I believe that as a writer, being present is a fundamental part of the job. Now, I'm not suggesting that we should be present all of the time, let's face it, we often delve into another world entirely when we write. What I mean is, there should be moments or periods throughout the day when we can commit fully to the here and now. This allows us to collect information, experience sensations and practice using the senses. This part of my site will be called moments. You can join me here most days for a dose of inspiration, that might be a photograph, a song, a quote from a book, or something that inspired me throughout my day. By writing things down, I am also collecting material that I may look back on and even use in the future. It might even spark your own imagination. This page is an open invitation for you to join in. If you write something or want to share a picture or a song, if you want to share a blog post that has been inspired by this post, email me at Eilidhgclark@gmail.com. I am also happy to share your work on this page.
So, what do I mean about being present? I mean paying attention; paying attention to your surroundings, to what you are doing, to how you feel both physically and emotionally, to your senses; sight, sound, smell, touch, and experiencing it all as if for the first time. Paying attention is engaging with the present rather than thinking of the near or distant past, or thinking about the future. This allows the mind to quieten down, switches off the autopilot for a while and frees the mind up to receive new information. Let me give you an example: Today, I did two dog walks (both dogs walk at different paces and sometimes it is easier just to do two). I didn't set off with the intention of being present but ten minutes into my first walk I realised I was singing a song. Suddenly, I was aware of myself and my surroundings - this might seem odd but I have been practising mindfulness for a few years and often recognise these moments of clarity, and from that moment, I started paying attention. Walk with me...
It's 3.30pm and the sun is low in the sky. Kimber (my youngest dog) has stopped again to smell the bushes at the side of the path. I am quietly singing Celine Dion 'My Heart Will Go On'.
As I walk slowly, feeling the soles of my feet connect with the solid ground, I take a long deep breath. The predominant smell in the air is cigarette smoke, a smell that normally makes me recoil, but today, for a moment, I'm back in Dalkeith with Mum, both of us puffing away while she's asking me about my week. For another moment I'm with my partner Helen, we're out the back of Morrison's pub in Stirling. We've only been dating a couple of weeks and I'm trying to convince her to miss her train back to Hull. I'm also trying to get her drunk. Through a fog of smoke, we talk and laugh and discover a love of politics and education and all subject a bit taboo. The sound of a car exhaust backfiring brings me back to the present.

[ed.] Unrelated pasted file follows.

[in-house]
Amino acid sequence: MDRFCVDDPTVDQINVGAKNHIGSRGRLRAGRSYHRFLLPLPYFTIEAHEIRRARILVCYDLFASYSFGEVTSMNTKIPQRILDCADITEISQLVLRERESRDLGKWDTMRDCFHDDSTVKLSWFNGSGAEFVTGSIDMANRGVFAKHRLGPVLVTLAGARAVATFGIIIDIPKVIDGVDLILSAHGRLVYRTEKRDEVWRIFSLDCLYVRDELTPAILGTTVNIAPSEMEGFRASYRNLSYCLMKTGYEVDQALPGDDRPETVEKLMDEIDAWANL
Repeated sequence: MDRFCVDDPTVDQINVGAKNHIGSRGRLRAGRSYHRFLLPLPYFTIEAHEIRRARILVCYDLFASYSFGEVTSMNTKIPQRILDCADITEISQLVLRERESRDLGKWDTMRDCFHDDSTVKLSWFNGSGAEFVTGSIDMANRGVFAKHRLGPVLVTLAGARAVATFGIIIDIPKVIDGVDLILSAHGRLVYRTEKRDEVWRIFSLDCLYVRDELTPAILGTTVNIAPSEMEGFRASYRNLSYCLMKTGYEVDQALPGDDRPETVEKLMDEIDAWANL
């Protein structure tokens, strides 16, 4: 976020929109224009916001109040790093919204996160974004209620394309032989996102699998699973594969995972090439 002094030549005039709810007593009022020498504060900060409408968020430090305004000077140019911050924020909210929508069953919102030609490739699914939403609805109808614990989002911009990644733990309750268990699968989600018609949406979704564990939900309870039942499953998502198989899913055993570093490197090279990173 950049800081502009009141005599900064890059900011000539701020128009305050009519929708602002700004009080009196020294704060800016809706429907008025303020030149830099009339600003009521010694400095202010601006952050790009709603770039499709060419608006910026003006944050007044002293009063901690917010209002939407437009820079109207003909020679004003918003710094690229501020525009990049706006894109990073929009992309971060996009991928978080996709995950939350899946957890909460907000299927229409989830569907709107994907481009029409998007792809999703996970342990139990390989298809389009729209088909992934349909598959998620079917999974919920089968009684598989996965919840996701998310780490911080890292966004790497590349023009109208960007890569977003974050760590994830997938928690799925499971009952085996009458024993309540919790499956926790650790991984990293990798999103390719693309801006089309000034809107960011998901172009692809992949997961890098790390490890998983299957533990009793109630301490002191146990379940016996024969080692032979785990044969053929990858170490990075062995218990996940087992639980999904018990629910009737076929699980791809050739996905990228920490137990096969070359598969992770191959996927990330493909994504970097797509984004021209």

It isn't cold today, 9 degrees to be precise and it is still January. It doesn't feel natural to be out in January without a coat, but the cool air on my skin is lush. I can feel a hint of warmth on my face and everything looks a little brighter. Now that I'm out of the fug of smoke I can smell the mulch from the bark in the flower beds, the sodden leaves and grass and, and as I round the corner, the smell of traffic, you know, the thick smell of fumes that sinks to back of your nose. All I can hear is traffic now, a bus shuddering in the bus stop, a motorbike, the car exhaust popping in the distance. I'm walking around the carpark at the doctor's surgery, there is some nice landscaping to the right, just under a sign advertising fake lawns, the irony. I love writing about opposites, juxtaposing the natural world with the unnatural world, my mind has started wandering to future blog posts, I must write this down. There are catkins on several bushes and I am still worried that it is too early. I think perhaps we might still have a flurry of snow to come or some type of weather bomb, then spring. I worry about the ecosystem, I worry we have passed the tipping point.